Another day, another embarrassment for Facebook. The company has decided to close Onavo Protect, the ostensibly privacy-focused VPN that conducted sneaky market research for the social network.
Facebook had already pulled the iOS version of the super-sketchy VPN after TechCrunch discovered it was using Onavo code to monitor teenagers' activities in a notorious scheme that paid them for their private browsing data. Now the Android version is gone too, though it'll keep working as a VPN for a short time in case anyone's still using it (why?).
The social network has also stopped recruiting new users for its we-pay-for-your-data Facebook Research programme, which was recently booted from iOS for breaking the rules. This also led to Facebook losing its Apple Enterprise Certificate, which killed all its internal apps.
People generally use a VPN to keep their browsing data private. Facebook's VPN claimed to secure your personal information, but also admitted it'd be harvesting data including the "time you spend using apps, mobile and Wi-Fi data you use per app, the websites you visit, and your country, device and network type."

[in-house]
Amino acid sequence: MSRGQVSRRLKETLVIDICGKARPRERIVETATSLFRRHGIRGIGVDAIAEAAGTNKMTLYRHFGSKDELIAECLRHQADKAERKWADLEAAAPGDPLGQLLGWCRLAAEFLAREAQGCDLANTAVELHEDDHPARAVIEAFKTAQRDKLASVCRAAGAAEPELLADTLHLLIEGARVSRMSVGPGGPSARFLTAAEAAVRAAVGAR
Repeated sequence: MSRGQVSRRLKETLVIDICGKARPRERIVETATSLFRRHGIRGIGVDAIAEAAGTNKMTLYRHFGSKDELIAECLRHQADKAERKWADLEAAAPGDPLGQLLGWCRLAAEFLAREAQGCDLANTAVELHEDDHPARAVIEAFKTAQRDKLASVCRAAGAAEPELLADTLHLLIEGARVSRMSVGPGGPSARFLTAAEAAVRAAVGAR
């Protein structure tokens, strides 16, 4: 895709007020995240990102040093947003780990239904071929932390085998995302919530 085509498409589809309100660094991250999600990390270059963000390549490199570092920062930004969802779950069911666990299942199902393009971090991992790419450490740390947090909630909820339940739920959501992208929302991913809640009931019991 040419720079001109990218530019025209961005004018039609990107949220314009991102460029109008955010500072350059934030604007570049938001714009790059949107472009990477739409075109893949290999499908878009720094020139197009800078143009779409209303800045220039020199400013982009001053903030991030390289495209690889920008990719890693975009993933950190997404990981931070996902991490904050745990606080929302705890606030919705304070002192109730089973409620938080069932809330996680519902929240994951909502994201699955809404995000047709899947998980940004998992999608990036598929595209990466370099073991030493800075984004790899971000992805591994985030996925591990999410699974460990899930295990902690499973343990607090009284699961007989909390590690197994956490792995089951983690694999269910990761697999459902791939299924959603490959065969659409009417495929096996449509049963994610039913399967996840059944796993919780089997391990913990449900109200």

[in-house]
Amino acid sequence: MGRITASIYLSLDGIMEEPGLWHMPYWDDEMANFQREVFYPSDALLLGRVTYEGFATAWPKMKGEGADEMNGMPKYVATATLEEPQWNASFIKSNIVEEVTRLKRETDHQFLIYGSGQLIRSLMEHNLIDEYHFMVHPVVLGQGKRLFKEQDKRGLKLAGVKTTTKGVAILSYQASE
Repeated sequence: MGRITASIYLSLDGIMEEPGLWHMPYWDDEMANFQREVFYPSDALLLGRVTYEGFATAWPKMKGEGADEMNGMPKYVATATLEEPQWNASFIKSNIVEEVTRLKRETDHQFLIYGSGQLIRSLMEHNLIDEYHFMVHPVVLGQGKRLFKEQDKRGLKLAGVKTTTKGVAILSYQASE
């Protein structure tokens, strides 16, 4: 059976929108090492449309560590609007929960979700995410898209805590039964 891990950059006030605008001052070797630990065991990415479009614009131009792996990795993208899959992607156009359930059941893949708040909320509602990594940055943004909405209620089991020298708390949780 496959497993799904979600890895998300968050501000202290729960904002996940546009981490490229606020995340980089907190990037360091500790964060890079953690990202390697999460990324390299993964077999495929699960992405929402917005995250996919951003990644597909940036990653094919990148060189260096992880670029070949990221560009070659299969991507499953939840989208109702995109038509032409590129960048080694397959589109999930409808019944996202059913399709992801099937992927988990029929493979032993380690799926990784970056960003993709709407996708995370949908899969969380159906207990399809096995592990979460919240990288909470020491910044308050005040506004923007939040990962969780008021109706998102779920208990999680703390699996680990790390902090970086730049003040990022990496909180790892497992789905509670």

Feeding your data to
Big Brother Facebook is pretty much the opposite of why you'd use a VPN, and there's no way the social network's management didn't know this when they chose to acquire Onavo Protect and promote it through Facebook.
A Facebook spokesperson gave TechCrunch the following unapologetic statement:
"Market research helps companies build better products for people. We are shifting our focus to reward-based market research which means we’re going to end the Onavo program."
Read: "we're not sorry, we're mostly just annoyed that you've spoilt our fun and now we have to find a new way to spy on people. Which we will continue to do."
There's no doubt Facebook's $200m purchase of Onavo was fruitful for them: it provided the data showing WhatsApp would be a good acquisition for the social network, leading them to buy it for $19m.
We doubt it'll be long before they find a new way to keep an eye on what users are doing with their personal devices -- how else will they know which Snapchat features to copy?